Supplier News Breaks Archives
Pfizer to shut plants, cut 6,000 jobs
May 18th, 2010
NEW YORK – Pfizer Inc. has unveiled plans to close eight manufacturing plants, reduce operations at six others and slash about 6,000 jobs.
The pharmaceutical giant said Tuesday that the plan, the first phase of its previously announced Plant Network Strategy in the wake of the Wyeth acquisition, includes recommendations to cease operations at eight manufacturing sites in Ireland, Puerto Rico and the United States by the end of 2015 plus scale back operations at six other plants in Germany, Ireland, Puerto Rico, the United Kingdom and the United States.
According to Pfizer, the planned reductions will boost manufacturing efficiency and lower costs by more effectively using resources and technology, improving plant processes, eliminating excess capacity and better aligning production with market demand. These changes will result in about 6,000 job cuts over the next several years, the company said, adding that product transfers will expand the roles of a number of plants in Pfizer's manufacturing network.
By reconfiguring its worldwide plant network, Pfizer said it aims to establish a fully aligned manufacturing and supply organization from the combined networks of Pfizer and Wyeth.
"The restructuring of our global plant network is critical to our efforts to remain competitive so that we can continue to meet patient needs and expand the access and affordability of our medicines," Pfizer Global Manufacturing President Nat Ricciardi said in a statement.
"Nevertheless, today's announcement is very difficult to make because of its impact on our colleagues," Ricciardi noted. "We have a tremendous global workforce and some of the best manufacturing facilities in the industry. But we must continue to adjust to the fast-changing and extremely competitive environment in which we operate. That means realigning our network and reducing our manufacturing capacity so that we can position Pfizer for the next phase of growth across biopharmaceuticals and our diversified business portfolio."
Pfizer reported that it plans to discontinue manufacturing operations over the next 18 months to five years at three solid-dose sites that make tablets and capsules: Caguas in Puerto Rico; Loughbeg in Ireland; and Rouses Point, N.Y. The company said Wyeth had announced in 2005 that it would exit and sell the Rouses Point site.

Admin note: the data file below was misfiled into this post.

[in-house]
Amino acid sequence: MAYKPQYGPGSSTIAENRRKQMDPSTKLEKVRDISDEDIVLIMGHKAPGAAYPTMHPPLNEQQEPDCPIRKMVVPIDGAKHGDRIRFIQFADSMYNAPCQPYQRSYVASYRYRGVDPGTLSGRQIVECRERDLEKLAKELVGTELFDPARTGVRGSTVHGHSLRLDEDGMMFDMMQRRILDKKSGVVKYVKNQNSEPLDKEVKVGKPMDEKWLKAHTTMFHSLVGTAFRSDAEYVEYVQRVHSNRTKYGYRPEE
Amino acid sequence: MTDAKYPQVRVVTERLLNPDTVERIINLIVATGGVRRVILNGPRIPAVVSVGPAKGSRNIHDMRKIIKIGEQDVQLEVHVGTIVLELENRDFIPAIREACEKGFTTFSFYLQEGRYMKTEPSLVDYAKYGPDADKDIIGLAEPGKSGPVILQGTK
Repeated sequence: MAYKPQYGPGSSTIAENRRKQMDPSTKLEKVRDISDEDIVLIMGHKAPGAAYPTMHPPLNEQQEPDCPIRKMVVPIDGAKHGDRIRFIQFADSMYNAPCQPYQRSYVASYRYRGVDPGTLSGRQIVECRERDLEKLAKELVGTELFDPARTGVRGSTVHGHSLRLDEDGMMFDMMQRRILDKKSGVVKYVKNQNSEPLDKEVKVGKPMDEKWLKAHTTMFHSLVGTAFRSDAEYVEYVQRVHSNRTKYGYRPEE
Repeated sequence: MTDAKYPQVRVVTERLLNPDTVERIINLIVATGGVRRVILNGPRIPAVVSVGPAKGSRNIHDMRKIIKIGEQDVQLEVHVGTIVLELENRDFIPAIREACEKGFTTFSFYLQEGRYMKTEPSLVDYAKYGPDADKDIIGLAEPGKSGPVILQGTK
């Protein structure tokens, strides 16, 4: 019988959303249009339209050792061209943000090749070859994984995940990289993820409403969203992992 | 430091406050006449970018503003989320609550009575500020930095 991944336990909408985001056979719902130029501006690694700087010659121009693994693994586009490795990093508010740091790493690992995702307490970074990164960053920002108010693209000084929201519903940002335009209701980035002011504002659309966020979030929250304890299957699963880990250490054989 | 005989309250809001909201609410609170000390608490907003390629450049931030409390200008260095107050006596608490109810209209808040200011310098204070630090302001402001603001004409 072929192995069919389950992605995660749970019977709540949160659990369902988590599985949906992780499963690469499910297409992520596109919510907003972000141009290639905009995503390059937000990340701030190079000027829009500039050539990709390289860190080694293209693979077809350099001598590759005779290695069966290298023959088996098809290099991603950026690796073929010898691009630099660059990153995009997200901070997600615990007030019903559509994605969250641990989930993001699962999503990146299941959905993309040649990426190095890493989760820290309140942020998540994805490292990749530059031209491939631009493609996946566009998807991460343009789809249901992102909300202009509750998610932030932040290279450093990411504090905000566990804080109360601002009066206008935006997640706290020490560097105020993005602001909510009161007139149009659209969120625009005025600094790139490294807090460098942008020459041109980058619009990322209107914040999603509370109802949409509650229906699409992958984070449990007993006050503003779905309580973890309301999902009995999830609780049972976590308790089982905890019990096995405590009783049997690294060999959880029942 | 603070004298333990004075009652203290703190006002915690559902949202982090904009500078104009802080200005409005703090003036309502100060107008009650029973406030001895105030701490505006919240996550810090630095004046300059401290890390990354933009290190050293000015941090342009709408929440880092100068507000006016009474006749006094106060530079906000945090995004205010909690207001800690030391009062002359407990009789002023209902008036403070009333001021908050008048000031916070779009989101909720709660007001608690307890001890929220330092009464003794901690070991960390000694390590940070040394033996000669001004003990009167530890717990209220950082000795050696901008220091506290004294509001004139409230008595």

Plans also call for Pfizer to phase out pharmaceutical solid-dose manufacturing at Guayama, Puerto Rico, and that site will expand its consumer health care operations. Two aseptic facilities that make sterile injectable medicines are targeted for exit — Dublin, Ireland, and Carolina, Puerto Rico — and reductions are planned at two solid-dose facilities in Illertissen, Germany, and Newbridge, Ireland.
While Pfizer's biotechnology portfolio continues to grow significantly, the company also proposes changes at its sites that manufacture vaccines and large-molecule medicines to improve efficiencies, capitalize on process and productivity improvements and new technology, and to simplify the supply chain.
Pfizer also plans to exit operations in Shanbally, Ireland, as well as biotechnology manufacturing in Pearl River, N.Y. Plants in Sanford, N.C.,; Andover, Mass.; and Havant, United Kingdom, also are slated to see reductions.
In addition, Pfizer plans to cease production of consumer health care products at its plants in Richmond, Va., and Pearl River in the United States. The Pearl River site will remain Pfizer's Center of Excellence for Vaccine Research and Development, as previously announced. Consumer health care research and development, the company said, also will continue in Richmond. In both Pearl River and in Richmond, R&D jobs will be unaffected by the planned manufacturing exits.
The timing of specific exits will depend upon the complexity of operations, the amount of time required for product transfers and other business requirements, according to Pfizer.
Pfizer Global Manufacturing currently operates 78 plants internationally with a workforce of about 33,000.